«Yet through his emotionally piercing and sublimely lyrical music Bellini touches on the buried complexities of this flimsy story. You would think an opera director could find contemporary resonances. Amina is an orphan, raised by a single parent, a good-hearted mill owner with ambitions for her daughter. From her opening aria the fragile Amina seems almost disbelieving of her luck at finding a mate as splendid as Elvino. By sleepwalking into the count’s room, is she exposing some subconscious desire? Or sabotaging her happiness?
Ms. Dessay’s entrance during the first crucial sleepwalking scene is a theatrical coup. From a rear door of the Met auditorium, a bright light pointing the way, she walks down the aisle toward the stage, turning around midway to sing the opening recitative, looking and sounding spectral. Soon, she wanders up to the stage and the waiting count. Yet again the questions come: Is her sleepwalking just a rehearsal? If so, who is directing it?
When the villagers in Bellini’s opera discover Amina asleep in the count’s room, they are scandalized. But why would Amina’s colleagues be so shocked by a little backstage hanky-panky? What kind of urban opera company is this?
The ensemble scene that ends Act I is a meticulously staged and unmotivated muddle. The choristers, riled by the breakup of Amina and Elvino, go crazy and trash the rehearsal room, ripping up their scores, flinging costumes on the floor, knocking over music stands.
Clearly Ms. Zimmerman wants her audience to respond intuitively and not think too hard. But this does not excuse her from having to work out the details of the concept. Paradoxically, I have never been so caught up with the implausible specifics of the libretto. With the disconnect between the story and the staging, I kept thinking, “But that’s not what Amina means.”
Ms. Dessay was not too happy working with Ms. Zimmerman on the Met’s new production of Donizetti’s “Lucia di Lammermoor” last season. But on Monday, when Ms. Zimmerman’s appearance during curtain calls was met with an outburst of lusty booing, Ms. Dessay tried to shush the audience and applauded her director vigorously.
I wish I could say that Ms. Dessay has been thoroughly emboldened by this production. There are wondrous qualities in her singing. Though not large, her voice has such bloom and is supported so securely that it fills the house easily and sends Bellini’s phrases soaring. Her feeling for nuance in the lines and the words is always sensitive.
Still, there is sometimes a tentative quality to her work, as during the opening cavatina, “Come per me sereno,” when Amina expresses girlish contentment in her love through radiant music suffused with sadness. As Ms. Dessay sings this aria, her Amina blithely endures a costume fitting, which makes her expression of romantic bliss come across as insincere.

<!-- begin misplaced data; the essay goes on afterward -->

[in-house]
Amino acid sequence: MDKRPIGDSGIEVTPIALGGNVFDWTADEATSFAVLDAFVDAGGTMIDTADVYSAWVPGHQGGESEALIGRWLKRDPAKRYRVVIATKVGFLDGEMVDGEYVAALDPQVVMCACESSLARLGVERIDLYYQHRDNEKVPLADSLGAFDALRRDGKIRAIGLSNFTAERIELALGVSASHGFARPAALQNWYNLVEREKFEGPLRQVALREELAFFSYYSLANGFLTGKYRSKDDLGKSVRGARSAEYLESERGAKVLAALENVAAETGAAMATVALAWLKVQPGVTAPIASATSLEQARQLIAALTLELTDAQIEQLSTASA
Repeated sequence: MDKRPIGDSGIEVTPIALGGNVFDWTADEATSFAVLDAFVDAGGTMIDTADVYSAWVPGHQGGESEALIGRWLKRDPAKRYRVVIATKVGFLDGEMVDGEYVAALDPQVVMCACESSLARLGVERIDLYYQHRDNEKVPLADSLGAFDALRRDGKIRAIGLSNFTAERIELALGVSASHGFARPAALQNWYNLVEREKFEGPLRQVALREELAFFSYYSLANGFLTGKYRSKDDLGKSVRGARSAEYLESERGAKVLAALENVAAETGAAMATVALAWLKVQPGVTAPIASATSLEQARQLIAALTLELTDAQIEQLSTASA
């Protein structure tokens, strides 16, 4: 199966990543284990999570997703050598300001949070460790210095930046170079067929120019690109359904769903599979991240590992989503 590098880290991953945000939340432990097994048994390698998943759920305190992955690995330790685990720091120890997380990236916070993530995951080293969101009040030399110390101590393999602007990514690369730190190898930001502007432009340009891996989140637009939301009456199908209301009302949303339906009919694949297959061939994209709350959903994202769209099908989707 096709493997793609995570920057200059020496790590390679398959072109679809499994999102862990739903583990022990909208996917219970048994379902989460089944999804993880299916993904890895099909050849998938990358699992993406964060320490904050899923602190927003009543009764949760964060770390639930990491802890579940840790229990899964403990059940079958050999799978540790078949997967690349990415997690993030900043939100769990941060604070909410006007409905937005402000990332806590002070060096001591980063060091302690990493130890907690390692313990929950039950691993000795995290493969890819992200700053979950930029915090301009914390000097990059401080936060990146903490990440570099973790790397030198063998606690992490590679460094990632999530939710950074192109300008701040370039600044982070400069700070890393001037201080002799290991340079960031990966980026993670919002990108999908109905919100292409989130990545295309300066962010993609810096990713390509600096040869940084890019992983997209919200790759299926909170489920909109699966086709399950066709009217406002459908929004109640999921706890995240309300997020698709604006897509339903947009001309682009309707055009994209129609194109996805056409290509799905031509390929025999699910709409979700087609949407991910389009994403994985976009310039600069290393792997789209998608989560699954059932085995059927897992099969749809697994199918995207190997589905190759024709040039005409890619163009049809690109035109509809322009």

I seem to be among a minority who find the timbre of Mr. Flórez’s voice a little tight. But he certainly sings Elvino with abundant energy, stylish phrasing and ringing top notes. He won a tumultuous ovation from the audience. Evelino Pidò conducted a nicely subdued account of the score, though in places his halting execution seemed overly deferential to the pacing onstage.
Hanging over the production is the perception that no one seems to believe in this opera. Before the mad scene, Ms. Dessay’s somnambulant character writes the word “aria” on the blackboard, which of course induces a laugh and practically announces, “Do not take this scene seriously.”
The jubilant final ensemble is staged as a dress rehearsal, with everyone in cutesy Swiss villager costumes. Of course they look ridiculous. But with this gesture Ms. Zimmerman sets up a straw man, as if the only choices were either to place “La Sonnambula” in Heidi’s hokey Alpine village or to turn it into a Pirandello play.»
(Natalie Dessay como Amina, Met 2009)
Estreou no Met uma nova produção de A sonâmbula (Bellini), encenada por Zimmerman e protagonizada por Natalie Dessay e Juan Diego Flórez. Dessay e Flórez serão, sem margem para hesitações, os maiores protagonistas contemporâneos de, respectivamente, Amina e Elvino.
Há alguns anos, dissertei psicanaliticamente sobre a figura de Amina, que constitui um exemplar primoroso de histeria – das que se viam outrora (no século XIX e inícios do século XX) nos gabinetes dos analistas e agora se extinguem, dando lugar a outras patologias, hélas!
Se o fio condutor da encenação passar por aí, nada tenho a opor, muito antes pelo contrário! Mas a histeria de Amina não deve ser lida como manipulação ou ficção, muito menos com inverosimilhança!
(Flórez e Dessay ossia Elvino e Amina)